Rienzo’s fine debut can’t change the White Sox losing ways


Jul 30, 2013; Cleveland, OH, USA; Chicago White Sox starting pitcher

Andre Rienzo

smiles after giving up a base hit to Cleveland Indians catcher

Yan Gomes

(not pictured) in the third inning at Progressive Field. Mandatory Credit: David Richard-USA TODAY Sports

If Tuesday night served as a glimpse of what the post-deadline, rebuilding in earnest White Sox will look like, the flair for disaster will remain, but there will be plenty worth watching. Also, they probably will keep losing.

Brazilian-born Andre Rienzo made his major league debut–and the major league debut for Brazilian-bred pitching as a whole–and the innings where he looked like the next promising White Sox starter outnumbered the innings where he was sucked into the vortex of 2013 White Sox misery six-to-one.

Unless of course, you count the Stalingrad blockade version of Matt Thornton and Jesse CrainDonnie Veal and Matt Lindstrom–yielding the White Sox’ tightly-held 4-3 lead with a barrage of singles during a four-run Indians eighth part of Rienzo getting sucked into the 2013 White Sox vortex of misery. A 7-4 defeat dropped the White Sox to 24 games below .500 for the first time in 24 years, cost Rienzo a shot at career win No. 1, but at least it didn’t offer any new, horrifying revelations.

Rienzo, starting because Jake Peavy was on trade-at-any-moment status, toed the waters hesitantly early on, relying mostly on his cutter and dodging some hard contact through the first three innings. Then, he started getting a little confident. He dropped in some beautiful overhand curveballs to start Nick Swisher 0-2, then revved up to 93 mph to get his first major league strikeout. Buoyed, he set up Jason Kipinis and Asdrubal Cabrera with a few more yellowhammers, before finishing them off with high and hard stuff to strike out the side for the first time in his carer. As Rienzo departed the mound with a strut, any sober mind realized they were experiencing the highlight of the evening.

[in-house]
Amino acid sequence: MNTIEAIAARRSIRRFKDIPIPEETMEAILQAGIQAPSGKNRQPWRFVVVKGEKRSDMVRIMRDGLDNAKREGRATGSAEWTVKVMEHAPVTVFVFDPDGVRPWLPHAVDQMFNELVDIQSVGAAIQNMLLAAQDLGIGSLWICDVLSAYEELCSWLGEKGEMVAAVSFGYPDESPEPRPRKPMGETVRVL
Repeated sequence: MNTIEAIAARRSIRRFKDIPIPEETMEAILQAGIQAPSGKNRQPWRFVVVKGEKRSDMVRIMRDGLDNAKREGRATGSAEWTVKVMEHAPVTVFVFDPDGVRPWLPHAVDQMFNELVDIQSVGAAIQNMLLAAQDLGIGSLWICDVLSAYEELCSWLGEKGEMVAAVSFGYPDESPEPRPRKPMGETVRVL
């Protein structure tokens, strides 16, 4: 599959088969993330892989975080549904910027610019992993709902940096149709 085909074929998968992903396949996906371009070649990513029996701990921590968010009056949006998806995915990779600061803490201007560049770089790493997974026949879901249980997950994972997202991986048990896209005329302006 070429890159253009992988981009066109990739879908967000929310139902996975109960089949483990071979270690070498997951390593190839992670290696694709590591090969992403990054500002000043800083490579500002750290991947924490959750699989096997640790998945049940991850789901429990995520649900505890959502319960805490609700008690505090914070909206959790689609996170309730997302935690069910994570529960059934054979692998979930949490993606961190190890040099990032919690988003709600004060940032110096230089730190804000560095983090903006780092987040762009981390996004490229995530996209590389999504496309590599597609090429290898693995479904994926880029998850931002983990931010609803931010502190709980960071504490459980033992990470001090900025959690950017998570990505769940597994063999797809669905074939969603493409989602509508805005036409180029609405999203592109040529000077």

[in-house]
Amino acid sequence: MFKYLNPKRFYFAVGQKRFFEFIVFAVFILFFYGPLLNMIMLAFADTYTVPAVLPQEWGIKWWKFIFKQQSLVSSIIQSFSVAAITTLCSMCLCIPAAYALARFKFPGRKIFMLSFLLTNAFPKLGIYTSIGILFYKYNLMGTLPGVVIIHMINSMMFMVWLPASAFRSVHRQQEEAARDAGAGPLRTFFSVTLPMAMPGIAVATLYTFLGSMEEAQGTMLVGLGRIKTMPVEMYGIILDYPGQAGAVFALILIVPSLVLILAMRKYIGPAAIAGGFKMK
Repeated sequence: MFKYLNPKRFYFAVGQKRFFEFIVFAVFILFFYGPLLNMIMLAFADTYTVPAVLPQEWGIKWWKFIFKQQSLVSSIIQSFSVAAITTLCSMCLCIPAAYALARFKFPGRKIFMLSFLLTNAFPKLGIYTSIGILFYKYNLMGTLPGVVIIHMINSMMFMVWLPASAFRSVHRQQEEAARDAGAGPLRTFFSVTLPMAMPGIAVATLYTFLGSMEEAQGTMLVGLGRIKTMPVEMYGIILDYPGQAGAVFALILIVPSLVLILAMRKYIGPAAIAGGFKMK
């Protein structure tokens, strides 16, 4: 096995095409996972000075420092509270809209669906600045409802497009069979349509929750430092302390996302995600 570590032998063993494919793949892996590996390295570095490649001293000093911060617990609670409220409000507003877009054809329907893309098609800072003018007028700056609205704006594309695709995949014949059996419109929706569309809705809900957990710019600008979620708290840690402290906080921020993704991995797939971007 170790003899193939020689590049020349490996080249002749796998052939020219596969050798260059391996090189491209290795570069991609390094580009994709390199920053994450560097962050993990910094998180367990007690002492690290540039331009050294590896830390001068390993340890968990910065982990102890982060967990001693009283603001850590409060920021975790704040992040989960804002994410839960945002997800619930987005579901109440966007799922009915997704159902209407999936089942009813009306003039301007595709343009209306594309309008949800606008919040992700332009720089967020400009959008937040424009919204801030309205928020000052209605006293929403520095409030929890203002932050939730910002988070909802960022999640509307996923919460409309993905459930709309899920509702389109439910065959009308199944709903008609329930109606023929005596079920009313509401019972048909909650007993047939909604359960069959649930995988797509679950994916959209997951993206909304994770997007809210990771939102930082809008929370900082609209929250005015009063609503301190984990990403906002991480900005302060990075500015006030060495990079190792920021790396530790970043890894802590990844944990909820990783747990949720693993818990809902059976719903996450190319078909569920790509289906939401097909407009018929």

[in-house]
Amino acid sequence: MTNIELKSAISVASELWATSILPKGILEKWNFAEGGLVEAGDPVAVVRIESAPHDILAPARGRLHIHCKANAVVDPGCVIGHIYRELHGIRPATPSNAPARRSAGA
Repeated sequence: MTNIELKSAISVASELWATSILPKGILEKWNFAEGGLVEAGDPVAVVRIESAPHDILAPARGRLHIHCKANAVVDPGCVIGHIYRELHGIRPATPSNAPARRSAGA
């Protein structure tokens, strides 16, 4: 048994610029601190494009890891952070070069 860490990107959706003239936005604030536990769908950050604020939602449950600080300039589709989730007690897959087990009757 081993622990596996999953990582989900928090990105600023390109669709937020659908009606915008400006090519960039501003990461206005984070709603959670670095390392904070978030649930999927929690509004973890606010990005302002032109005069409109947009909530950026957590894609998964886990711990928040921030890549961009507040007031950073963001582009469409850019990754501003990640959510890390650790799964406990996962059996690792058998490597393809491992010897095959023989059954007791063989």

Since he was accumulating all the happy major league firsts in the world and was staked to a 3-0 lead thanks to a two-run first inning double from Adam Dunn and a RBI single from Josh Phegley off Indians starter Scott Kazmir, the fifth inning came to exact misery on Rienzo. His first bout with control issues put the leadoff runner on and was swiftly followed by an Alexei Ramirez error provoked by an umpire screening him. After striking out Jason Giambi and allowing a single to Lonnie Chisenhall, he walked his fellow countrymen Yan Gomes on four pitches to put the Indians on the board for the first time.

After misery came pain. Rienzo induced a possible double play ball from Michael Bourn–as close as one can come, given it’s Michael Bourn–but not only was the throw too late, but he got stepped on covering first by Bourn in a play that momentarily resembled the gruesome Tim Hudson injury. Two runs scored to tie the game at 3 while Rienzo writhed around on the ground, but he recovered to finish the inning, and two more along with it.

Seven innings with three runs, none earned, along with five hits, six strikeouts and three walks is not bad at all for the first time out against an above-average offense. A two-out RBI single that Dayan Viciedo lined off the glove of Jason Kipnis in the sixth inning momentarily looked like it would make him a winner, but who could ask for more from the 25 year-old? Or from this otherwise miserable team?

Again, for emphasis the eighth inning was a pitching trainwreck from mid-level bullpen arms. Probably the actual story of the game, but whatever.

Team Record: 40-64

Box Score

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